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Exon skipping for nonsense mutations in Duchenne muscular dystrophy: too many mutations, too few patients?

Research paper by Toshifumi T Yokota, William W Duddy, Yusuke Y Echigoya, Hanna H Kolski

Indexed on: 02 Jun '12Published on: 02 Jun '12Published in: Expert opinion on biological therapy



Abstract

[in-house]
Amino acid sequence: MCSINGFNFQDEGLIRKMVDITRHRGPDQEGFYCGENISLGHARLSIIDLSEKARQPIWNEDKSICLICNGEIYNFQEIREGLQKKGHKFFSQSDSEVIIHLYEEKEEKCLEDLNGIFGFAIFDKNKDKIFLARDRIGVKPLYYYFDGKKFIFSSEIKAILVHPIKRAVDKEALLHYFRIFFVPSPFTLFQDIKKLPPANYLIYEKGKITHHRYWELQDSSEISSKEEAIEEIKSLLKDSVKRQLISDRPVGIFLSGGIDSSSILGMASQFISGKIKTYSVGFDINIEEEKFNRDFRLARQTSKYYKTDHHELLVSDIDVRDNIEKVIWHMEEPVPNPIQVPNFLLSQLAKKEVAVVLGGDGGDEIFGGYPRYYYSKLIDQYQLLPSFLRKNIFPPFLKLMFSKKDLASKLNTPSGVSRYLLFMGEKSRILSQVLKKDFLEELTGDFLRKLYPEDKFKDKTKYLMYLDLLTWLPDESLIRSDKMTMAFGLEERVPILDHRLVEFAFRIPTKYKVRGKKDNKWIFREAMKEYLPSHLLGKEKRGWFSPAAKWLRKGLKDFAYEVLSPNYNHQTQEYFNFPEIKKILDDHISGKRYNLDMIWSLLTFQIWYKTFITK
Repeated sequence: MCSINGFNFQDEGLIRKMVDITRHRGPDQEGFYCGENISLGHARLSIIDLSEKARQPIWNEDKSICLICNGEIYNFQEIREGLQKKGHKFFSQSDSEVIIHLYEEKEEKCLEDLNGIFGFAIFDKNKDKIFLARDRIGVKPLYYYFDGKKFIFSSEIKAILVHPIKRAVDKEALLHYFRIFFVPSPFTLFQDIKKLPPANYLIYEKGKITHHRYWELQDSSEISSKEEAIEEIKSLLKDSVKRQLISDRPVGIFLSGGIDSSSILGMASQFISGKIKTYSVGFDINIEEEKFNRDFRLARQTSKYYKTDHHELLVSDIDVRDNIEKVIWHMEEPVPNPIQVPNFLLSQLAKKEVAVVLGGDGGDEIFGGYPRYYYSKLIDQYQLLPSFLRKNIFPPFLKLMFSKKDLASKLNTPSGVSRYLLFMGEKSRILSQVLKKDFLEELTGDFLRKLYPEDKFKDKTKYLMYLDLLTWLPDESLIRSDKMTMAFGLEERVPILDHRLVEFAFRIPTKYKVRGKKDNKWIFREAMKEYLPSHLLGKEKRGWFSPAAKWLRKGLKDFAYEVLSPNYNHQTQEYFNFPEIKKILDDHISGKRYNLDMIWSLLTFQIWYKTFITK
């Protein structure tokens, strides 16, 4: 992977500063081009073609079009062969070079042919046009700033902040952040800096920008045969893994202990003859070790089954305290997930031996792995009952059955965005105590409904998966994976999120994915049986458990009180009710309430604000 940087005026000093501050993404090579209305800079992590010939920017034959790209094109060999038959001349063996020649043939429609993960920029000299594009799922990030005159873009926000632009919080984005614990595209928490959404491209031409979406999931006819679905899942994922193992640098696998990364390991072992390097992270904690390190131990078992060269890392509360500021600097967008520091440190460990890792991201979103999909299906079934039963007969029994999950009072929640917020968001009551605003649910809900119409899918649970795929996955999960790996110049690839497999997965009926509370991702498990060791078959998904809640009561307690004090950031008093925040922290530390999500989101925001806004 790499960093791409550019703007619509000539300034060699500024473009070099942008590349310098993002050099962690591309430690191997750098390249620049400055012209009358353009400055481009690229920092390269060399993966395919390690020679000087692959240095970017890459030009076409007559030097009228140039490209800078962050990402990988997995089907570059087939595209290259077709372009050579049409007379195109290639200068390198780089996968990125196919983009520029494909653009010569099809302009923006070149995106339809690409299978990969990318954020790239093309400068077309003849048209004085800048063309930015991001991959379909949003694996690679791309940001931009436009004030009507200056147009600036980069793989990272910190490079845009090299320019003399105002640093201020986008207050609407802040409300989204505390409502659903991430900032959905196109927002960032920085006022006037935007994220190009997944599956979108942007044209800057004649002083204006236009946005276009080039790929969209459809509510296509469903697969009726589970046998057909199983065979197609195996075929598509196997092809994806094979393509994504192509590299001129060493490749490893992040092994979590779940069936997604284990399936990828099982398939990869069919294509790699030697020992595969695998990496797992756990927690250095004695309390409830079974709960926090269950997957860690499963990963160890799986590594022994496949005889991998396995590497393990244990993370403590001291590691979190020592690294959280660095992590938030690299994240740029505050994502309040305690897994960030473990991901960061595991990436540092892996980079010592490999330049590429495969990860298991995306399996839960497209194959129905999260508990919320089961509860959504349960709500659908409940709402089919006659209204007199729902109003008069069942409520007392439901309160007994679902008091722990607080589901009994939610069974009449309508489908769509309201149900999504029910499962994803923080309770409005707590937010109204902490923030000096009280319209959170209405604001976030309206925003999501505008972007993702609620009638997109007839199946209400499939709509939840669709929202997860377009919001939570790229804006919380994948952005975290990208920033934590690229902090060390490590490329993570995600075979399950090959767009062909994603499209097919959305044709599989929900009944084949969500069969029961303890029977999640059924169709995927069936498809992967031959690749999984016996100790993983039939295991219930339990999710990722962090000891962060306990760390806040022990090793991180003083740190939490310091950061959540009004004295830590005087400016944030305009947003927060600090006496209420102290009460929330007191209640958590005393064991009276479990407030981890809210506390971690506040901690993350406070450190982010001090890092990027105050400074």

Duchenne muscular dystrophy (DMD), one of the most common and lethal genetic disorders, is caused by mutations of the dystrophin gene. Removal of an exon or of multiple exons using antisense molecules has been demonstrated to allow synthesis of truncated 'Becker muscular dystrophy-like' dystrophin.Approximately 15% of DMD cases are caused by a nonsense mutation. Although patient databases have previously been surveyed for applicability to each deletion mutation pattern, this is not so for nonsense mutations. Here, we examine the world-wide database containing notations for more than 1200 patients with nonsense mutations. Approximately 47% of nonsense mutations can be potentially treated with single exon skipping, rising to 90% with double exon skipping, but to reach this proportion requires the development of exon skipping molecules targeting some 68 of dystrophin's 79 exons, with patient numbers spread thinly across those exons. In this review, we discuss progress and remaining hurdles in exon skipping and an alternative strategy, stop-codon readthrough.Antisense-mediated exon skipping therapy is targeted highly at the individual patient and is a clear example of personalized medicine. An efficient regulatory path for drug approval will be a key to success.

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